Tips on using the apostrophe

Mistakes are often made by people who don’t really know how to use an apostrophe ( ), so here is an explanation of its use.

The apostrophe is used in 3 situations.

1.  It’s used to indicate possession.  Put s after the name or word that possesses.

Pauls parents are visiting for the holidays.
The Johnstons house is three kilometers out of town.

Note:  If a name ends in an s, then add s.

The Joness boat sank off the coast of Panama.  [When saying the name, you actually say 2 s’s]
We going for dinner at the Harriss.

The one exception for possession is the word its.  This possessive word has no apostrophe because it’s is the contraction for it is.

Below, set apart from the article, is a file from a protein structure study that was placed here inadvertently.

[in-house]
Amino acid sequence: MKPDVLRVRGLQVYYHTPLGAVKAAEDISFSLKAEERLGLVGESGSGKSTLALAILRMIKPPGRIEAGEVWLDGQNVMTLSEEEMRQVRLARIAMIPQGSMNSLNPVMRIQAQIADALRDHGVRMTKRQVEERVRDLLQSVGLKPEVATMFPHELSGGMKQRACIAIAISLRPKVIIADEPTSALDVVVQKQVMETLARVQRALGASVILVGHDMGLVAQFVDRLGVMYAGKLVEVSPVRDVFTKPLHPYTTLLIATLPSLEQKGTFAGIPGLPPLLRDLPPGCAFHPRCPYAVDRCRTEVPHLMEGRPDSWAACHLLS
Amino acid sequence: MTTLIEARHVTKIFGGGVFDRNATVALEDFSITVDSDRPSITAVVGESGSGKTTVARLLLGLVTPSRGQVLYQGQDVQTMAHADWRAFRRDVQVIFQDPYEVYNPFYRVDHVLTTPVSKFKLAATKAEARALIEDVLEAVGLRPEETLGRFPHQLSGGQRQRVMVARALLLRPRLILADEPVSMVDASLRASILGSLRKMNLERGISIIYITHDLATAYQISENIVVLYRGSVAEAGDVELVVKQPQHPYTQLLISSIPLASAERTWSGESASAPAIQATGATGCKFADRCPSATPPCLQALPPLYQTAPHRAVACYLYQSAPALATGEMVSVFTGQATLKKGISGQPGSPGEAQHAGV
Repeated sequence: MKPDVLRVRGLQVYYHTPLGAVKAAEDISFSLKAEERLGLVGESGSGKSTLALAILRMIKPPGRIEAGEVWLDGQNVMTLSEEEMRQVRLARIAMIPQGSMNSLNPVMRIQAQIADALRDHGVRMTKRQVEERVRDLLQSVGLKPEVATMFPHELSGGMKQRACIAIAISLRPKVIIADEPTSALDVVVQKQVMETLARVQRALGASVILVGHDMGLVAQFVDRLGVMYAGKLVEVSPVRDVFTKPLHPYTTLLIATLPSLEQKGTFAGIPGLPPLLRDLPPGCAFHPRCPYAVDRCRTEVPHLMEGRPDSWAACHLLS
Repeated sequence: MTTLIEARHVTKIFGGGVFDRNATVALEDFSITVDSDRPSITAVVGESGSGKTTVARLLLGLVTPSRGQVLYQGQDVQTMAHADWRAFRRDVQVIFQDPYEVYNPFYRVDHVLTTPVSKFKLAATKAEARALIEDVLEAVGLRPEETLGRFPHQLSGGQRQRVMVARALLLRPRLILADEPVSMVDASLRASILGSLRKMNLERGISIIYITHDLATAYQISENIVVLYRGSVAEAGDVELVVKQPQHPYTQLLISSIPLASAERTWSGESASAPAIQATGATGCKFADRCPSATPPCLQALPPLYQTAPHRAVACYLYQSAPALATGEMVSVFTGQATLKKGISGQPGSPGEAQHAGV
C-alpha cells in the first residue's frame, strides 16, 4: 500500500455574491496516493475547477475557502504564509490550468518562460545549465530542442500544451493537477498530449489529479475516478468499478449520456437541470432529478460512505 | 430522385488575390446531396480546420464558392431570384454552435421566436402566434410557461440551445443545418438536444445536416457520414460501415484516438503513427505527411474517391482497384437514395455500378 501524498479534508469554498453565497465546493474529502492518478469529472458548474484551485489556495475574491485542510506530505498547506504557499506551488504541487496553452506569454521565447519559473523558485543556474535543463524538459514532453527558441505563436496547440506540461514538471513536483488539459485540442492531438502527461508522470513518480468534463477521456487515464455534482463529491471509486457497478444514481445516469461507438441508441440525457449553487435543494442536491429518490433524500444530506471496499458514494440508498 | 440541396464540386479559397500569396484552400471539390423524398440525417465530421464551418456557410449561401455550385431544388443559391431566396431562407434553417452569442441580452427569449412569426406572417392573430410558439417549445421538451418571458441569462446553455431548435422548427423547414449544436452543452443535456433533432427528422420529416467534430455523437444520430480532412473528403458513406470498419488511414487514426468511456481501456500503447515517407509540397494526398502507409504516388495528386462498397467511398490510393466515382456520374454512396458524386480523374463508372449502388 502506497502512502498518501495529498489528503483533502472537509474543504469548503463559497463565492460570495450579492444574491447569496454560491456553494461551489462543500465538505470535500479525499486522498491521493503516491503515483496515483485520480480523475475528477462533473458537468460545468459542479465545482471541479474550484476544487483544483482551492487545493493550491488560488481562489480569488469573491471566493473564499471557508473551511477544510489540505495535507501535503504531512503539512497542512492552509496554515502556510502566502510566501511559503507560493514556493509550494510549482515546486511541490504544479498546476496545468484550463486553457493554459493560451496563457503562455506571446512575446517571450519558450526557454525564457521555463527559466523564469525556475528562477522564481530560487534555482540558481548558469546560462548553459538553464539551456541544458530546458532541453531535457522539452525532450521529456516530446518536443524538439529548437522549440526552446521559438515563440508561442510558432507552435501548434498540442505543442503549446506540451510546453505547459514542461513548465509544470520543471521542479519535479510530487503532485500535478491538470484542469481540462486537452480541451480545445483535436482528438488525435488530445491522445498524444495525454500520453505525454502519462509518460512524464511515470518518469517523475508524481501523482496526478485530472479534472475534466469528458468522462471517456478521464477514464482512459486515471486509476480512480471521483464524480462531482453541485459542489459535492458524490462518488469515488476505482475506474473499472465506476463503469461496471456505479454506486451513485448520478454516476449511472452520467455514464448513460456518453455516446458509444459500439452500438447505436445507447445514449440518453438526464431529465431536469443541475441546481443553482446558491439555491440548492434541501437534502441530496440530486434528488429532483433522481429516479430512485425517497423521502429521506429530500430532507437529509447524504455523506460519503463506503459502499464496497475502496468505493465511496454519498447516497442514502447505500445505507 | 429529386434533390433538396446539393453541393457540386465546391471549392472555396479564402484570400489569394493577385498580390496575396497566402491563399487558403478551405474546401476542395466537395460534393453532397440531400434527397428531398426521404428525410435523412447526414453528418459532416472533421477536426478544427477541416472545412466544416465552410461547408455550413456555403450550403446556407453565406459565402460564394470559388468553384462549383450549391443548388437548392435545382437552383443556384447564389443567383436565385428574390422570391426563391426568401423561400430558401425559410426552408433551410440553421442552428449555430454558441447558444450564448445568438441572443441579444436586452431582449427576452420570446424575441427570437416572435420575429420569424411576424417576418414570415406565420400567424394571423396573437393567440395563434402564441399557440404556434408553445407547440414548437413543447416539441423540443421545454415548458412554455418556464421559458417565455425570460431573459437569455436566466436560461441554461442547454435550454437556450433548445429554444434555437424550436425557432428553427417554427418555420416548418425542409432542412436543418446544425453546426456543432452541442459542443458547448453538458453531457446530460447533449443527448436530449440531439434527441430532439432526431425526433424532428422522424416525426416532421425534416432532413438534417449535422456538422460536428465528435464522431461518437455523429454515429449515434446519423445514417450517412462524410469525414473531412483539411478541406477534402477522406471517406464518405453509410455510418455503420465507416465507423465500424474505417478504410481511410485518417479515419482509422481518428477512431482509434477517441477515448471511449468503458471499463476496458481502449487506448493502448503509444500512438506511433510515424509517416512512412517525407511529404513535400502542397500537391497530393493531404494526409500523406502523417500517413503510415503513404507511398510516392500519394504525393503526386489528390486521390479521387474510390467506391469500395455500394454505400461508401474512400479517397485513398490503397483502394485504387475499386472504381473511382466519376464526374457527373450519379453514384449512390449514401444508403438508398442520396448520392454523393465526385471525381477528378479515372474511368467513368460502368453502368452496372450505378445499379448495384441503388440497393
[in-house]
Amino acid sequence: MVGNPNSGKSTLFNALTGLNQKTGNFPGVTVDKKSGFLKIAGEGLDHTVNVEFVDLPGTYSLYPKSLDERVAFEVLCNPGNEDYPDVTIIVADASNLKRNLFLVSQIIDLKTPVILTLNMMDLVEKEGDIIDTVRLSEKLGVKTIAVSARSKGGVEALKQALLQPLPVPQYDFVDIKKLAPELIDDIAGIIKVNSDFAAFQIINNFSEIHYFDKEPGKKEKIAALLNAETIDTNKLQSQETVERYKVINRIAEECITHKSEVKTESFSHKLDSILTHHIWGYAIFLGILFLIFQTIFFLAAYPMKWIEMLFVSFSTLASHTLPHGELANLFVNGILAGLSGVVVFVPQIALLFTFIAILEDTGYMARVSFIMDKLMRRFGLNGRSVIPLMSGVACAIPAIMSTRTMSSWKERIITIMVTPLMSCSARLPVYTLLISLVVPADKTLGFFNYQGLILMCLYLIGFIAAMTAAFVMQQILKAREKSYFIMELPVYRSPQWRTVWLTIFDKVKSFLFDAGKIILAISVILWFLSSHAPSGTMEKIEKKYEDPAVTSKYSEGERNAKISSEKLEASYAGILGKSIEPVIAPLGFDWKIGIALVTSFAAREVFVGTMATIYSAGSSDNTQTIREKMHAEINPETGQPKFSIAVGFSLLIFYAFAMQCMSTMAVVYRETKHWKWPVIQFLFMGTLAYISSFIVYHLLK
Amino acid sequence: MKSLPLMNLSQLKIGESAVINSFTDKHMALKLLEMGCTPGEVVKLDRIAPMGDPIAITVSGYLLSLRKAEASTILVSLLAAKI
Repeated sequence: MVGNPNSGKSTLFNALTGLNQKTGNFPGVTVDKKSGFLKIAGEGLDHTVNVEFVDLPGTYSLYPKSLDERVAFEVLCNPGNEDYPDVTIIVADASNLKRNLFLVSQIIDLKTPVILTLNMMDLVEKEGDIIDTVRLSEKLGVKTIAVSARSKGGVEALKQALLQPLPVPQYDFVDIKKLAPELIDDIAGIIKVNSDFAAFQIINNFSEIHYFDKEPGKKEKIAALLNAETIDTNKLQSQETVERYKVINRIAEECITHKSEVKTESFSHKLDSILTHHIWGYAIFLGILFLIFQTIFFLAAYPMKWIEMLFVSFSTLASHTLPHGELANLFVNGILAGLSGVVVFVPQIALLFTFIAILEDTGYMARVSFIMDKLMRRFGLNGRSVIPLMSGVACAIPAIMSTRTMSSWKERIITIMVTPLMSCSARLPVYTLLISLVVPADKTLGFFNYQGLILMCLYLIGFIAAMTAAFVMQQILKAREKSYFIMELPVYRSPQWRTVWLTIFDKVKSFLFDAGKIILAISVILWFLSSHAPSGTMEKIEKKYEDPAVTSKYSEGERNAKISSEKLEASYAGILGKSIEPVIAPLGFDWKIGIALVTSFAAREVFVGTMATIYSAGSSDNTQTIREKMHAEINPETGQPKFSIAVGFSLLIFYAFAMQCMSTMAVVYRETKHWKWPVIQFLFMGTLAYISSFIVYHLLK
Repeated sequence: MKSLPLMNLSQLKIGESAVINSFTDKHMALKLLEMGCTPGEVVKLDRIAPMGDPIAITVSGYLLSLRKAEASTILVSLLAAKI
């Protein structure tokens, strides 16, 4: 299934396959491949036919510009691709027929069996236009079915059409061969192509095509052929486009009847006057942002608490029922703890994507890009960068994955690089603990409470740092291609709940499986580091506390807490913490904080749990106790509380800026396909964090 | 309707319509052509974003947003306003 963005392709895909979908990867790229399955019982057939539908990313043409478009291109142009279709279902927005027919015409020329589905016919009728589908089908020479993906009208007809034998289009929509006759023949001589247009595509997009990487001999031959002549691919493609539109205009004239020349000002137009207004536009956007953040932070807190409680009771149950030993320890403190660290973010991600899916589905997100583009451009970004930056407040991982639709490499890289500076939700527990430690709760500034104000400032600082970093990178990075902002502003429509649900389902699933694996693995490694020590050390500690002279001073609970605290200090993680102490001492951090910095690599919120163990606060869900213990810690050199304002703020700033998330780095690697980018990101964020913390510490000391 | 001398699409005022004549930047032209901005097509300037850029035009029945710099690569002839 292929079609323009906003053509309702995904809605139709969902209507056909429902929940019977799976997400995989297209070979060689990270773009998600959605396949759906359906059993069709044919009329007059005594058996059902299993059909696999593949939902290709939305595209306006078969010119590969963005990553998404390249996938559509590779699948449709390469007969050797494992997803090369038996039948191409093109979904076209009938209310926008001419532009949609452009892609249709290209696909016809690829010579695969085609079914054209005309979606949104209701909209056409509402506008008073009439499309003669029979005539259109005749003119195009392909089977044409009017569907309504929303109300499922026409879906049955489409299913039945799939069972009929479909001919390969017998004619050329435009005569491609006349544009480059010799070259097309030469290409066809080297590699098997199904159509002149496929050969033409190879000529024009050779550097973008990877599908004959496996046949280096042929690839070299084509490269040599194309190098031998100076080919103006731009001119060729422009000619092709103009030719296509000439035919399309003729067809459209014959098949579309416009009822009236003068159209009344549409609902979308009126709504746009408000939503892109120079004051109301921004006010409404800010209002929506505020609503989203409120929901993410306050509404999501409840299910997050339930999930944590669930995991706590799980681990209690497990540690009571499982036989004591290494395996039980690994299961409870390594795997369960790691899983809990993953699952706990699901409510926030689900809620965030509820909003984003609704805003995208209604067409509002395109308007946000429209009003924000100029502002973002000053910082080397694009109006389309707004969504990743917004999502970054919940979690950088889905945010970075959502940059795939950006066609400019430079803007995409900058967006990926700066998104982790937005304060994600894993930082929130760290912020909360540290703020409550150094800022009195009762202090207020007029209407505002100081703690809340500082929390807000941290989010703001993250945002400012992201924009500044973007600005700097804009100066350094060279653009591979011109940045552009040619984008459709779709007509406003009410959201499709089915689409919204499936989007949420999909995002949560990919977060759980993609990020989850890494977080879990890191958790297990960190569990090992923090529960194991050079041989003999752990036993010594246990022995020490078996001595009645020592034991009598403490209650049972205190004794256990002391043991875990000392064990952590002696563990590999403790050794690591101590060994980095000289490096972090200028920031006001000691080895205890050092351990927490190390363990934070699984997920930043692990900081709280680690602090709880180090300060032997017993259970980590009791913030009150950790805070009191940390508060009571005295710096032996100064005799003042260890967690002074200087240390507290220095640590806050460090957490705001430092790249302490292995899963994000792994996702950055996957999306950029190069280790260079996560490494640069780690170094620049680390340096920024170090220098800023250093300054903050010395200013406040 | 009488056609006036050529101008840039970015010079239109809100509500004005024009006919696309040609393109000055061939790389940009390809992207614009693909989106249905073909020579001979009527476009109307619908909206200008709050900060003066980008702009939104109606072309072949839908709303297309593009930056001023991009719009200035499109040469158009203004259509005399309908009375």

I only have one shoe.  Where is its mate?
I don’t like this room.  Its color is terrible.

But if a word is plural and ends in an s, then just add an apostrophe without another s.

She lived at her parents house while she was going to university.
Both of her sisters boyfriends are doctors.

2.  It’s used to show that a letter has been dropped in a contraction.

They arent coming to our party.  [arent = are not]
Dont forget to lock the door behind you.  [dont = do not]

Sometimes you will see words that have an apostrophe in place of the g in -ing because that’s how people really pronounce it.  However, this is only done in informal writing or when quoting someone.

“Would you like to go dancin tonight, sweetheart?”

Note:  The word o’clock always has an apostrophe.

The movie starts at six oclock.  [In very old English this word was the contraction of of the clock.]

3.  It’s used to make numbers and letters plural.

Her son got three As and two Bs on his report card.
There were a lot of 10s and 20s in the cash register.

But don’t use it after years.

In the 1990s personal computers became popular.
This building dates from the early 1900s.

© 2013 Ambien Malecot